Friday, March 03, 2017

being clear...

I want to be clear that I'm not one who believes students should not go to college, but that all education, including college should be hands-on so that students at all levels receive real learning experiences, have the opportunity for deep engagement in learning, and develop the character traits and value system associated with real work.

My insistence on this stems from my own experience, the reflections of countless educators for centuries, and the Theory of Educational Sloyd that demands that learning move from the concrete to the abstract. Abstraction without the opportunity to test learning in real life is "purely academic," and what all schooling should seek to avoid.

Mike Rowe, host of Dirty Jobs, testified before Congress again, insisting that not all students need to go to college and that we need to re-examine what a good job may be. The idea for years now has been that if you are to be "successful" you will not do "dirty jobs" but will go to college instead.

I am reminded of one of my father's customers Louie, in Valley Nebraska. He had a junk yard, and would come into my father's store with grease deeply embedded his clothes, hands and face, but with a kindness and sense of humor and joy in his life that could have raised serious questions for those who aspired to live a finer life, untouched by real work.

Mike Rowe was interviewed on Fox News and told how the process of "making America great again" requires that we "make work cool again."

 In "Dirty Jobs," Mike has tried to show viewers that there is dignity and satisfaction in what some have termed "alternative employment." In the show, he goes around the country doing jobs that some would consider dirty, disgusting, and beneath their own dignity. He has attempted to show that all jobs have the potential of enriching humanity and the social barriers that some have constructed stand in the way of some people finding true satisfaction in their work.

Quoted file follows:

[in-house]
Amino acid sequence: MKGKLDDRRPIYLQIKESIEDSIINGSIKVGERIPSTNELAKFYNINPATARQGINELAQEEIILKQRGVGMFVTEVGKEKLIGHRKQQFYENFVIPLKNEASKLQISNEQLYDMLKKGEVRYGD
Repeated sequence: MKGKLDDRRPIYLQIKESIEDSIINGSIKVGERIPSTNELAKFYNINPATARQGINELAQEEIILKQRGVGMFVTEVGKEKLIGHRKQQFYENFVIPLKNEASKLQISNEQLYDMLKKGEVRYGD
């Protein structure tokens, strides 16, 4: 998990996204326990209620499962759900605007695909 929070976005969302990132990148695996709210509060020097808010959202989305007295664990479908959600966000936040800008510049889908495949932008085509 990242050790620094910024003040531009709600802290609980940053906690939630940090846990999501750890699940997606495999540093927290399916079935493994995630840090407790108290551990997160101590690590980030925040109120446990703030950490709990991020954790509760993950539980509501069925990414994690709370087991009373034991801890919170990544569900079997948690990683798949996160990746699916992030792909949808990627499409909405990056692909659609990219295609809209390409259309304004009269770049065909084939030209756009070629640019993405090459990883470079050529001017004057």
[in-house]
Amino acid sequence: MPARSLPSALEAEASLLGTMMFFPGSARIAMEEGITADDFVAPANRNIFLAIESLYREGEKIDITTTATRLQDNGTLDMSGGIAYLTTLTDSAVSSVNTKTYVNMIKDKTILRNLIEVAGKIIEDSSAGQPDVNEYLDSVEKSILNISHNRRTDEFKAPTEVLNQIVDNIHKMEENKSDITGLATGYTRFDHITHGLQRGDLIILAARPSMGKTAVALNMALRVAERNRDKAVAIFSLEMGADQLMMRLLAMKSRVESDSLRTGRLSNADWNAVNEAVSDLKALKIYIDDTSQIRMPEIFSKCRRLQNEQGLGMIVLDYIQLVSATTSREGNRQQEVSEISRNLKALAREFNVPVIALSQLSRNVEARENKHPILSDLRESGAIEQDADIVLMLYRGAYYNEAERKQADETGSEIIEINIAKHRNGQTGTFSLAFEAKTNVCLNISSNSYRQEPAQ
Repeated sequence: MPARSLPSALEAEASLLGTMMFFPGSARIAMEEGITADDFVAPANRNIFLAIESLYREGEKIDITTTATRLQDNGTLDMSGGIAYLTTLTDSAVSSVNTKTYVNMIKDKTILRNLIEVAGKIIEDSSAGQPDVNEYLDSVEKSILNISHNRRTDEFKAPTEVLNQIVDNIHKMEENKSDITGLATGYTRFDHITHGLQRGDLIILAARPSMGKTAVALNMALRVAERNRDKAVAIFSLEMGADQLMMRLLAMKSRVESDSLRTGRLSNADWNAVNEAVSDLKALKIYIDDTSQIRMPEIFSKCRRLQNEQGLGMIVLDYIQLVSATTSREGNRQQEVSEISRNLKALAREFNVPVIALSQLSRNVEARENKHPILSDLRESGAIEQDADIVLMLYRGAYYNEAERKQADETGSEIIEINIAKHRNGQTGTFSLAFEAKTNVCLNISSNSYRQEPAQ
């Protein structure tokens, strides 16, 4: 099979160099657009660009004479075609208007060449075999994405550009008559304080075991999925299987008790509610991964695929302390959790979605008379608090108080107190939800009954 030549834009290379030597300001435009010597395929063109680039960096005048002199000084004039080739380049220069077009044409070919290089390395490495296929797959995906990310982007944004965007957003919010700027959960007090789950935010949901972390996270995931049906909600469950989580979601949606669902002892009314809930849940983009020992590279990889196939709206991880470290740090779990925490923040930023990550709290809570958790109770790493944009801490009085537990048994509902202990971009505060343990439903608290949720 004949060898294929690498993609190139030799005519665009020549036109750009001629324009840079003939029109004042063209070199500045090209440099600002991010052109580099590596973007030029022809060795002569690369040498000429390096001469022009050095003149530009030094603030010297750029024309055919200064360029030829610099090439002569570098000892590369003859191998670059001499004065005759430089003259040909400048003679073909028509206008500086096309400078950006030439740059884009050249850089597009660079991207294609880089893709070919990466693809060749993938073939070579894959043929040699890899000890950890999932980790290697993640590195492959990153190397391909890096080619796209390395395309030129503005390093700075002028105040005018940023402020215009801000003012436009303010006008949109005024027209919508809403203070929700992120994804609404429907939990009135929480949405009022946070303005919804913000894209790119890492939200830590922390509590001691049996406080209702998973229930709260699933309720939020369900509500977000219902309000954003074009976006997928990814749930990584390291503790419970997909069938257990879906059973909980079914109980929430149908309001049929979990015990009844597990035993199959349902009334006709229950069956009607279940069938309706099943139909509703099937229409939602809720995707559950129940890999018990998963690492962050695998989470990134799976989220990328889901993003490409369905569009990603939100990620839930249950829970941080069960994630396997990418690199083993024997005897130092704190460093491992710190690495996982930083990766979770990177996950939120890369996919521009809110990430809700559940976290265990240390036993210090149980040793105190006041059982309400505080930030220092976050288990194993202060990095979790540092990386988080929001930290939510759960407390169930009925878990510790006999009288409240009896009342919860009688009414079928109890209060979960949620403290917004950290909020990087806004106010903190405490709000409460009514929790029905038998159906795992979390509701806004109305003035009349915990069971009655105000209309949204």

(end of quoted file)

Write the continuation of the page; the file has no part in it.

Mike is an advocate of manual and industrial education in high school. I'll concur with that, as I've made clear time and time again. I also suggest, however, that all children, even from the earliest age, and even those who intend academic careers, even in the best and most expensive universities, should have the the opportunity to make beautiful and useful things as a crucial element in their intellectual and social development.

The making of beautiful and useful things, even getting dirty in the process is the soul of the human cultural developmental process. When we leave some members above it all and untouched by the reality of work, they are diminished by it. They fail to draw upon the intelligence real work provides. They also fail in their responsibility to grant dignity to those who labor for a living.

There is no career and no profession in which the practitioner would not have learned things of value from making something beautiful, useful and lasting from wood. The image above is of some of my sample patterns for making veneered boxes.

This blog has been getting a number of visitors from the industrial design magazine and a post about how the nation is losing or has lost its tool box. Maslow had said that if the only tool you have is a hammer every problem looks like a nail. I can tell you that if the only tool you have is a digital one, regardless of how powerful that tool may be, you've left yourself shorthanded.

Make, fix and create...

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